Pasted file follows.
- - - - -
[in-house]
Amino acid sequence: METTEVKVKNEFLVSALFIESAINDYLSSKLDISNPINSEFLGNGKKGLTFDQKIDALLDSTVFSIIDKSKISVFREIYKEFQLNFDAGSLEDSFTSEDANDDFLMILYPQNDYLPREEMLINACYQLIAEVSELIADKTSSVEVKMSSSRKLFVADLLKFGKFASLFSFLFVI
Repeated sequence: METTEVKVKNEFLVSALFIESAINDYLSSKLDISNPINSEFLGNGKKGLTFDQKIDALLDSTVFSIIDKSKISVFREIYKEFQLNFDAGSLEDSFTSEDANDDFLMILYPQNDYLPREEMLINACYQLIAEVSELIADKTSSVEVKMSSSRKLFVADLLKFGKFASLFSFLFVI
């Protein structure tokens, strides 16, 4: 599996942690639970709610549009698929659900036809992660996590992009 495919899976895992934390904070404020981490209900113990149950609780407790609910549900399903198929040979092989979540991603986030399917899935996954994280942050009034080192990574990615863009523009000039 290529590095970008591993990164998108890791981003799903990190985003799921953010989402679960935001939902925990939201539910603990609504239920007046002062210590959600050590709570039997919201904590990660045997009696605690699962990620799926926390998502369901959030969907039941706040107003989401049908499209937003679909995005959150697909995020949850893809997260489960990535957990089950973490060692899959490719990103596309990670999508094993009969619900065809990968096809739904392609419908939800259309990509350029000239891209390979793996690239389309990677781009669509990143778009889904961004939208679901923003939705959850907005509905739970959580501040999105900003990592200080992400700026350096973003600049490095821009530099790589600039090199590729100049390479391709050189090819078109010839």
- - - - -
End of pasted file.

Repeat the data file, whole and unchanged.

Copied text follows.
[in-house]
Amino acid sequence: METTEVKVKNEFLVSALFIESAINDYLSSKLDISNPINSEFLGNGKKGLTFDQKIDALLDSTVFSIIDKSKISVFREIYKEFQLNFDAGSLEDSFTSEDANDDFLMILYPQNDYLPREEMLINACYQLIAEVSELIADKTSSVEVKMSSSRKLFVADLLKFGKFASLFSFLFVI
Repeated sequence: METTEVKVKNEFLVSALFIESAINDYLSSKLDISNPINSEFLGNGKKGLTFDQKIDALLDSTVFSIIDKSKISVFREIYKEFQLNFDAGSLEDSFTSEDANDDFLMILYPQNDYLPREEMLINACYQLIAEVSELIADKTSSVEVKMSSSRKLFVADLLKFGKFASLFSFLFVI
């Protein structure tokens, strides 16, 4: 599996942690639970709610549009698929659900036809992660996590992009 495919899976895992934390904070404020981490209900113990149950609780407790609910549900399903198929040979092989979540991603986030399917899935996954994280942050009034080192990574990615863009523009000039 290529590095970008591993990164998108890791981003799903990190985003799921953010989402679960935001939902925990939201539910603990609504239920007046002062210590959600050590709570039997919201904590990660045997009696605690699962990620799926926390998502369901959030969907039941706040107003989401049908499209937003679909995005959150697909995020949850893809997260489960990535957990089950973490060692899959490719990103596309990670999508094993009969619900065809990968096809739904392609419908939800259309990509350029000239891209390979793996690239389309990677781009669509990143778009889904961004939208679901923003939705959850907005509905739970959580501040999105900003990592200080992400700026350096973003600049490095821009530099790589600039090199590729100049390479391709050189090819078109010839």